Optimax meanwhile, AFAIK, is not specially marketed for high
performance engines. It is sold to Joe Schmoe in his average tin
box as a ‘cleaner’ fuel i.e. detergent action, plus some
performance gain in the average car. That’s the bit I was always
sceptical about, especially since they hype the Ferrari link and
this fuel has got precious little in common with what Schumacher
uses.

Meanwhile, since my engine is presumably designed from new for the
normal specified fuel it gets every day, your argument for it only
going better on a more ‘suitable’ fuel if it had been set up to use
that all along is somewhat suspect. It does go better/further on
Optimax - much to my surprise - yet Optimax didn’t even exist when
the bike was designed and made. Plus Triumph would be mad to sell
bikes that performed sub-optimally on anything other than expensive
fuel.

As far as I can tell, if you only alter a single parameter then any
observed change must be due to that parameter. It’s good stuff and
I’ll use a tank of it every now and then in all my vehicles on long
runs when maybe the cleaning action can take some effect?

More relevantly, I wonder if anyone can report results in a Jag
engine? This might be one for Fazal and/or yourself or Gregory.–
Peter Crespin 94 X300 Daimler / 66 2+2 ‘E’
Buxton, United Kingdom
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Like I said, after listening to the Jaguar experts in the club the fuel of
choice in Melbourne is Mobil 8000 premium unleaded. 98 octane. Measured on a
dyno to produce 30+ hp more than ‘standard’ premiums. Second was BP then
Optimax.
These guys are engine developers and Jag racers and know pretty much all
there is to know about running XK and V12 engines.

Fazal----- Original Message -----
From: “Peter Crespin” jag@thewritersbureau.com

More relevantly, I wonder if anyone can report results in a Jag
engine? This might be one for Fazal and/or yourself or Gregory.

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In reply to a message from Fazal Cader sent Mon 24 Jan 2005:

Was that a standard road car Fazal? I could believe it, as per
Frank’s logic, if it was some hot-poop racer struggling on ordinary
fuel, but 15% more power out of a bog standard road XK just by
switching fuel grade?

Not that we can get it in the UK I don’t think…–
Peter Crespin 94 X300 Daimler / 66 2+2 ‘E’
Buxton, United Kingdom
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The test vehicle was a race-prepared Jaguar. His XJS, I think, that puts out
about 600 bhp on a good day.

Fazal----- Original Message -----
From: “Peter Crespin” jag@thewritersbureau.com

Was that a standard road car Fazal? I could believe it, as per
Frank’s logic, if it was some hot-poop racer struggling on ordinary
fuel, but 15% more power out of a bog standard road XK just by
switching fuel grade?

Not that we can get it in the UK I don’t think…

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I certainly share the general view that fuel quality varies, Peter -
beyond sheer octane numbers…

While definitely somewhat doubtful as to the various claims by oil
companies as to engine benefits of various kinds; the energy content per
volume is a factor. High levels of alcohol which is less “energetic” and
additions of various aromatics paired with engines’ set-up for different
fuel must a factor. While somewhat more complicated than that; a certain
volume is injected by design or set-up and the engine cannot extract
energy that is not there in the “petrol” fed to it…

Any power deficiency, real or imaginary - and for whatever reason - is
automatically countered by the driver applying more pedal for the effect
he wants. Dyno tests and milage are real numbers to compare - subjective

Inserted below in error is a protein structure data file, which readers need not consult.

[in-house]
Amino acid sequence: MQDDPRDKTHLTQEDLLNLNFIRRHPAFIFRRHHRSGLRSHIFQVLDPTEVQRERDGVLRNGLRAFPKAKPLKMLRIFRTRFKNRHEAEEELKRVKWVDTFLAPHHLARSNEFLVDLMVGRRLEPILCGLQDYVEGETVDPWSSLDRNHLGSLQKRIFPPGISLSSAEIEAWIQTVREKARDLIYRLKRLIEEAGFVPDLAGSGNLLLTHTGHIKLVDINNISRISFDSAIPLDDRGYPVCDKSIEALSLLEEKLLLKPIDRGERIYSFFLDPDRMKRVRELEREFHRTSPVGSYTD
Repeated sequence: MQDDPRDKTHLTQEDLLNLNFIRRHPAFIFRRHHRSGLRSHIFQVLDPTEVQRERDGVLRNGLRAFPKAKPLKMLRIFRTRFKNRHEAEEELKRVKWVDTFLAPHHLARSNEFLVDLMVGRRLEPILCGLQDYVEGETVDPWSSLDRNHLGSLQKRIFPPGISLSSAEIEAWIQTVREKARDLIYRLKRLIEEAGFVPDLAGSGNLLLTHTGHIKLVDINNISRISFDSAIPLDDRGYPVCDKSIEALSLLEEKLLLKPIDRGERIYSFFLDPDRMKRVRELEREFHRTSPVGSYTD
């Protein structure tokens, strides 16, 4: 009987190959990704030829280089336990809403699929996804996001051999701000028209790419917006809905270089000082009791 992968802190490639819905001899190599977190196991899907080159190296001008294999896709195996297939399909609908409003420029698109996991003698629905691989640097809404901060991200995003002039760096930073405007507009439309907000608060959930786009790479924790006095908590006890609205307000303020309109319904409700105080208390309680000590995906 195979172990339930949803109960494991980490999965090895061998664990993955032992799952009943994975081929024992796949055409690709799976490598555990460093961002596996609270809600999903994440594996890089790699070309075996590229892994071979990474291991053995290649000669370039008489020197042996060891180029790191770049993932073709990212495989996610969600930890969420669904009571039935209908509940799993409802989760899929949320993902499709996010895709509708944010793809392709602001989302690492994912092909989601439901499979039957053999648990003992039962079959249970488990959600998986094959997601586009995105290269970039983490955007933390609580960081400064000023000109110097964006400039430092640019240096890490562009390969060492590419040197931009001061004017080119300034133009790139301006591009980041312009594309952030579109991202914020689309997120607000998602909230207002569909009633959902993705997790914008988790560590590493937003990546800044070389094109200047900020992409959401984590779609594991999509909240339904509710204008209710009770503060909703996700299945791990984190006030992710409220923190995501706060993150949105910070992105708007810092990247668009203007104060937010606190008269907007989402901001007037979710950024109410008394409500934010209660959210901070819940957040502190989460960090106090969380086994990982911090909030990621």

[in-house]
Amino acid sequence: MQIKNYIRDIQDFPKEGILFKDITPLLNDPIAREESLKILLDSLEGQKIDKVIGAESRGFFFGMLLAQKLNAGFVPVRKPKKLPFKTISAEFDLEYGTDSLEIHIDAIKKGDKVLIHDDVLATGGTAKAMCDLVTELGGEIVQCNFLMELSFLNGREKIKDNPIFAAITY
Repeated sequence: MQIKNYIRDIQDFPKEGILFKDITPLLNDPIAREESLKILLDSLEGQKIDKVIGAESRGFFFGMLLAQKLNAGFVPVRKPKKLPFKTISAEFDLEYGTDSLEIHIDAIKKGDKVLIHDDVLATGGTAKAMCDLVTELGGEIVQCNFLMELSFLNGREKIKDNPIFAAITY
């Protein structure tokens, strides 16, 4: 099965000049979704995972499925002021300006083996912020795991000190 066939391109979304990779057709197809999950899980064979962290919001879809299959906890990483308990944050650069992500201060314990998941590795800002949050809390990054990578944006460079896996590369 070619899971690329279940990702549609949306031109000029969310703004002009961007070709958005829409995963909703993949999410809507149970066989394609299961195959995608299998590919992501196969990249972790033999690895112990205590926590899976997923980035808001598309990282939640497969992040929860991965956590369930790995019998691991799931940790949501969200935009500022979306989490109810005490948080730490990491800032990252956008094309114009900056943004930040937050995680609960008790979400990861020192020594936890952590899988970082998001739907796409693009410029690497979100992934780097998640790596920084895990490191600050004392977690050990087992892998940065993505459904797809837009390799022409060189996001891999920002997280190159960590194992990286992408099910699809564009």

observations untrustworthy. But the feeling one has is real enough - and
the pleasure of it is a factor not to be despised…! :slight_smile:

As for changing one factor; my point is still valid - however the engine
was set up, the set up may be more suitable to the other fuel tested. Or
indeed the whole construction was not meant to be run on the fuel
previously used/available. Down here we have little choice - all
companies get their stuff from the same refinery…

That I invariably use the “best” petrol available with the highest
octane doesn’t mean that my choice is right. But within reason the
differences are usually marginal at best, though the cost may not be…:slight_smile:

Frank
xj6 85 Sov Europe (UK/NZ)

Peter Crespin wrote:

>Meanwhile, since my engine is presumably designed from new for the

normal specified fuel it gets every day, your argument for it only
going better on a more ‘suitable’ fuel if it had been set up to use
that all along is somewhat suspect. It does go better/further on
Optimax - much to my surprise - yet Optimax didn’t even exist when
the bike was designed and made. Plus Triumph would be mad to sell
bikes that performed sub-optimally on anything other than expensive
fuel.

As far as I can tell, if you only alter a single parameter then any
observed change must be due to that parameter. It’s good stuff and
I’ll use a tank of it every now and then in all my vehicles on long
runs when maybe the cleaning action can take some effect?

More relevantly, I wonder if anyone can report results in a Jag
engine? This might be one for Fazal and/or yourself or Gregory

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Fazal Cader wrote:

The test vehicle was a race-prepared Jaguar. His XJS, I think, that
puts out about 600 bhp on a good day.

Interesting, Fazal - going at full tilt 30 hp is about 5% improvement,
not to be sneezed at in those circles…:slight_smile:

Some rpm figures would be interesting, but non-the less; more power can
only come from the petrol given otherwise indentical circumstances.
There are some, but I trust they took that into account - they would
hardly want to delude themselves. I also trust that they were
unconcerned with eventual other oil companies claim of, like, engine
longevity…:slight_smile:

By some giant conceptional leaps this would translate into some 10 hp
for a standard car going flat out. About the effect of AC generator and
water pump. Or a 5% saving in fuel at a more orderly progress, again
with some leaps of faith. Those numbers should be in the ball-park - at
least in some of the cheaper seats… :slight_smile:

A 5% variation in fuel energy is not inconceiveable, of course - but it
may be stretching a point…?

Frank
xj6 85 Sov Europe (UK/NZ)===================================================